From Neighborhoods to Washington: Conclusions and Policy Solutions

Karen Mossberger, Caroline J. Tolbert, William Franko

Research output: Chapter in Book/Report/Conference proceedingChapter


This chapter focuses on policy solutions to address both opportunity and inequalities in effective technology use. Actions can be taken by different levels of government, by both public and private sector actors. Federalism and private sector provision fragment power and authority across geography, and affect the contributions that actors can make in each level and sector. Affordability is a primary reason why Americans offline, not a lack of broadband infrastructure. We consider a range of policies, some under way and some only proposed. These include changes to the Universal Service Fund and low-income subsidy to address the affordability of Internet access in urban areas. Policy solutions need to address the high cost of Internet access in cities, and programs in poor neighborhoods must address both the cost of broadband and the skills that residents need to participate online. Chicago's Smart Communities Initiative is an innovative, but partial solution. We conclude with what we see as a need for continued local initiative, and more equitable federal policy to address the need for digital citizenship in America's cities and rural communities.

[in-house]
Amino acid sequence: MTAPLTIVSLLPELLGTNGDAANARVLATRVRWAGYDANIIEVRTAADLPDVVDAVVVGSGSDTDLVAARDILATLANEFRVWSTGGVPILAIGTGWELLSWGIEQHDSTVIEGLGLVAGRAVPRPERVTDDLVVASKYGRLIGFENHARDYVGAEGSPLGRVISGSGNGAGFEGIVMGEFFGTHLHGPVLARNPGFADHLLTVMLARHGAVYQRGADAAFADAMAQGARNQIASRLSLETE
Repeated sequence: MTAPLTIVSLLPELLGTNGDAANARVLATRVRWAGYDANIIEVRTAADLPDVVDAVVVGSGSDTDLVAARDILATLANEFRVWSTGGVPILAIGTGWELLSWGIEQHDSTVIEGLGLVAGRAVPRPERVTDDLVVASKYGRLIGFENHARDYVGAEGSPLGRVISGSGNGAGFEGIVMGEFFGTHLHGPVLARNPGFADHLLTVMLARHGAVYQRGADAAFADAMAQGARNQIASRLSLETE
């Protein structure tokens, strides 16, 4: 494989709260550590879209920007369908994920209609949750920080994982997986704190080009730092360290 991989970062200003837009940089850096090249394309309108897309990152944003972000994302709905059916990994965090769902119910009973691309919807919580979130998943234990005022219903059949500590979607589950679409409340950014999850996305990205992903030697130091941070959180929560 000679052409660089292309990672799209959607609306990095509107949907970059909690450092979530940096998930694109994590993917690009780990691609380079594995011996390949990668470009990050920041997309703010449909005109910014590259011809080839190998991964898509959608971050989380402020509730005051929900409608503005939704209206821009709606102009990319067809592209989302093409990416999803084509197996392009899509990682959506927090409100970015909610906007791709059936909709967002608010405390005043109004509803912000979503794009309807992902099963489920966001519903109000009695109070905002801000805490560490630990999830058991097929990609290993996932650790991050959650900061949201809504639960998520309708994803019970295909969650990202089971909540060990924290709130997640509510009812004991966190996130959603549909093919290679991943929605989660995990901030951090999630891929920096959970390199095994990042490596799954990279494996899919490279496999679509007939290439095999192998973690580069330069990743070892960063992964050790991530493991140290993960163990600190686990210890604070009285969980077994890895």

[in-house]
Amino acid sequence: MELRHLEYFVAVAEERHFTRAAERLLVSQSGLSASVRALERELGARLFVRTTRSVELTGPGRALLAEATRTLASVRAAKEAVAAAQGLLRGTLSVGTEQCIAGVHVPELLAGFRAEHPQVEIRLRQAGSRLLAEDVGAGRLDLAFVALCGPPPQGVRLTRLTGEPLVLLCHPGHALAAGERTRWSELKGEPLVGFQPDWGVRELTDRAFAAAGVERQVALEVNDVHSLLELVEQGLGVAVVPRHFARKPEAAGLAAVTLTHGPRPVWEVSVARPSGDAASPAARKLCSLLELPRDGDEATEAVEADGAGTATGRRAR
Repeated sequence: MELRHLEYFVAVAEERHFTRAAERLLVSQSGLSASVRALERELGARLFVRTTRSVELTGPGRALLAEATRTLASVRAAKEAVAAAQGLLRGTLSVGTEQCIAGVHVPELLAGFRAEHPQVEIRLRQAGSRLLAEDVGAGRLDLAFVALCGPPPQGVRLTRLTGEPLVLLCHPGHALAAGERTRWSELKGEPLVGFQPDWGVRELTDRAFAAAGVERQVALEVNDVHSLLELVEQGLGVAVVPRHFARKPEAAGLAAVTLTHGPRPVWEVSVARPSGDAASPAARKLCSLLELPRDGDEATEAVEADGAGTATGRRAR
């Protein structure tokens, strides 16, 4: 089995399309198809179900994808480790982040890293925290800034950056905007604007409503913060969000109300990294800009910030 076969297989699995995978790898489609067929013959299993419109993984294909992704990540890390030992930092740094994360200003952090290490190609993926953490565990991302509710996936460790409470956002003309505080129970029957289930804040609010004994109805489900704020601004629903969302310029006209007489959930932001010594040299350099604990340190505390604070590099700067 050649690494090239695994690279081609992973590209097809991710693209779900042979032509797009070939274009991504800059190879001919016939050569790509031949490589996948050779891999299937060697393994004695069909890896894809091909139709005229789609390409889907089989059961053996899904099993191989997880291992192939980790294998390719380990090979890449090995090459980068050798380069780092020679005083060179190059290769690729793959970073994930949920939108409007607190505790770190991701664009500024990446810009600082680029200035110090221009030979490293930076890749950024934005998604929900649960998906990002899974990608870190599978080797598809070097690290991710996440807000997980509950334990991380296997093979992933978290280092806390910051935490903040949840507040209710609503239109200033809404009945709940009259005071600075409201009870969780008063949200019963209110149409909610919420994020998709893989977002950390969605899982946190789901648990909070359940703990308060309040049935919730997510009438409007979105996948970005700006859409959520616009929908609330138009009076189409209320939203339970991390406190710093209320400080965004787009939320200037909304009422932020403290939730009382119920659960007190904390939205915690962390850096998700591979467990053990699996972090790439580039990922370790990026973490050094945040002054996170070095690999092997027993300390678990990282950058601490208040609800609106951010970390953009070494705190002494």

Original languageEnglish (US)
Title of host publicationDigital Cities
Subtitle of host publicationThe Internet and the Geography of Opportunity
PublisherOxford University Press
ISBN (Electronic)9780199979769
ISBN (Print)9780199812936
StatePublished - Jan 24 2013
Externally publishedYes


  • Broadband
  • Chicago
  • Cities
  • Federalism
  • Inequality
  • Internet
  • Public policy
  • Smart communities
  • Technology
  • Urban

ASJC Scopus subject areas

  • Social Sciences(all)


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